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Taking a broad view, IVT’s timing could be ideal – in theory. If IVT market launch is in 2005 (and not much further out) that suggests a pretty good opportunity for IVT given that the ICE is going to be with us for some time yet. Several studies have suggested that advances in gasoline and diesel engine technology will keep these powertrains competitive for at least another twenty years (Torotrak reckons that fuel cells will have just 10% share in 2020). The regulatory environment seems to be moving in the right direction too; IVT could – perversely perhaps – actually help certain manufacturers retain product mix (hang on to those big margin light trucks) in the face of tougher emissions rules. It is no accident that the Series 3 prototype has been fitted to a small fleet of Ford Expeditions. Also, Europe is surely ready to see a surge in automatics towards the levels seen in North America and Japan. Could be a big market opportunity there.

The people at Torotrak certainly exude plenty of confidence. The company has spent around £15 million of its original £50 million flotation, developing the Series 3 prototypes itself, but has at least been able to demonstrate driveability to the wider world. The IVT prototype clearly works. There is still £20 million in the bank and spending is now put at around £4 million per annum. The development work that Torotrak’s engineers are conducting alongside license partners is at least not imminently threatened by diminishing financial resources.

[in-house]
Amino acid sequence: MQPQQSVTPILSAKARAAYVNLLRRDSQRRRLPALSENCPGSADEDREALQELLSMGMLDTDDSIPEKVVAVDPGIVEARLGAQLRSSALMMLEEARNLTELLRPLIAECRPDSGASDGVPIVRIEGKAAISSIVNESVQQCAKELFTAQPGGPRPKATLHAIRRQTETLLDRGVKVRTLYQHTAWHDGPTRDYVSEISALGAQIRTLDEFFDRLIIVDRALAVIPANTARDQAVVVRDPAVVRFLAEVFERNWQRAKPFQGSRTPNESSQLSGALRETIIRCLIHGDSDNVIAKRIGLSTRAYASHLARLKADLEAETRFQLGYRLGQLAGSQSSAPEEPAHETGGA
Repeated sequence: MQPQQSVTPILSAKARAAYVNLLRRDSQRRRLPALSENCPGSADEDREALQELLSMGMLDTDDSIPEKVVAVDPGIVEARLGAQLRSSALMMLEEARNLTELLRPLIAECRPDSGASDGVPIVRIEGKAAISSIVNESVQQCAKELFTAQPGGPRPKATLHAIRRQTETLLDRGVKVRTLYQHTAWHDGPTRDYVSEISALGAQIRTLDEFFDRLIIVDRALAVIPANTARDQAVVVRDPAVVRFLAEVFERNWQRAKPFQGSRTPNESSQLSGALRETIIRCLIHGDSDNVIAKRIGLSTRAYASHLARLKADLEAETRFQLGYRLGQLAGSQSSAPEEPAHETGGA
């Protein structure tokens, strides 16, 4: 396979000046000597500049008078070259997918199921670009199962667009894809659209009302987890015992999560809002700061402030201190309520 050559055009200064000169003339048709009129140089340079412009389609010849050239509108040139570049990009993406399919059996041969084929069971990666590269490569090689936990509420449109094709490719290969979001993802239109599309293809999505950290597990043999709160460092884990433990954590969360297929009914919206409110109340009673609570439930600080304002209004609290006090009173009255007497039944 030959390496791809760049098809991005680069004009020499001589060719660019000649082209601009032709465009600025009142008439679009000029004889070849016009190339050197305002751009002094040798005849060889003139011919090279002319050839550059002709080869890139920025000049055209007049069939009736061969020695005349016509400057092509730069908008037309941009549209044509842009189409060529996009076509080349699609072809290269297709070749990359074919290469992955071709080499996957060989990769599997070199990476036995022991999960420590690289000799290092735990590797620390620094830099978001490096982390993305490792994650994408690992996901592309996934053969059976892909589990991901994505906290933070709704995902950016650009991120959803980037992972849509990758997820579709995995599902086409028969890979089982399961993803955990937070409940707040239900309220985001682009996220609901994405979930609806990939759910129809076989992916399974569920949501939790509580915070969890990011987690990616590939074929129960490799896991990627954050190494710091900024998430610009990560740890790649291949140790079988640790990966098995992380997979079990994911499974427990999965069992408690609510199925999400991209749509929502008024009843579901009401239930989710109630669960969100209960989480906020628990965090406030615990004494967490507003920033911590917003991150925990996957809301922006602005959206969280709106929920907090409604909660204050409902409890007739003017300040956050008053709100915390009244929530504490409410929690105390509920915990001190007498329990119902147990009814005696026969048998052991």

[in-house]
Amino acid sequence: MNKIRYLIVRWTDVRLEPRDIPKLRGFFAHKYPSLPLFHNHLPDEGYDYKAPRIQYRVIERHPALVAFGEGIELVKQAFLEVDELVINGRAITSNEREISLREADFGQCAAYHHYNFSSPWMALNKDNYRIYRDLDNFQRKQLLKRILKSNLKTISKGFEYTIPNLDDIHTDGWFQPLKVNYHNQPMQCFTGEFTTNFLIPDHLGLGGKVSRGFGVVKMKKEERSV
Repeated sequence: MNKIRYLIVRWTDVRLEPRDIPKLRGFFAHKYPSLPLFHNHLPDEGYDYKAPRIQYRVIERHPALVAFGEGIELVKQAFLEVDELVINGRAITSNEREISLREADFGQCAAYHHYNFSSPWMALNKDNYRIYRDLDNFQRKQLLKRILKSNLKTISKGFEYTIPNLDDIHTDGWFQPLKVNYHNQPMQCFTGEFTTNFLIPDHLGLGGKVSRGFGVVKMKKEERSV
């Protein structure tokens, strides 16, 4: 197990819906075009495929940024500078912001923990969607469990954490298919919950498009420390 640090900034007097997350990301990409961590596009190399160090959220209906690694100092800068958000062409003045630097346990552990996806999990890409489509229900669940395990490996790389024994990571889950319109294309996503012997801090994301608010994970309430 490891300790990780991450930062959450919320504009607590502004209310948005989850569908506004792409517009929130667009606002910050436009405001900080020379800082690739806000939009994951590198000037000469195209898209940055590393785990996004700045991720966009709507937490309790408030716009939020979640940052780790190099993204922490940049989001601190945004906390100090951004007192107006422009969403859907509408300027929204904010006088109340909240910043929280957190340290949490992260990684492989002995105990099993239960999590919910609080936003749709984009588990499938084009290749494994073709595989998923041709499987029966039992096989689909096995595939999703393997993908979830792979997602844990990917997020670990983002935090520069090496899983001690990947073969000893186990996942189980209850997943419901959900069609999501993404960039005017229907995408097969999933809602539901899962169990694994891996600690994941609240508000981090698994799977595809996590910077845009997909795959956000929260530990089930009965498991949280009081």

Other potential competitor systems to IVT, like Nissan’s half toroidal CVT, appear to offer fewer benefits than IVT. But the world is not standing still and waiting for IVT. The IVT ‘edge’ is probably as large now as it will ever be. 

Torotrak has a near fanatical following of small investors, many of them engineers. They are understandably restless for a production deal from somewhere. They can at least rest assured that marketing is being given top priority now (a development not entirely unrelated to the recent early retirement of CEO Maurice Martin – a sales and marketing oriented replacement is being actively sought). But this IVT adventure is not quite a dead cert and however interesting the technology appears, commercial success is what counts. It could actually be closer than it appears at first sight, but until Torotrak has some commitment to put IVT into production chalked up, it is basically a loss-making technology company with uncertain prospects. No-one ever said innovation was easy.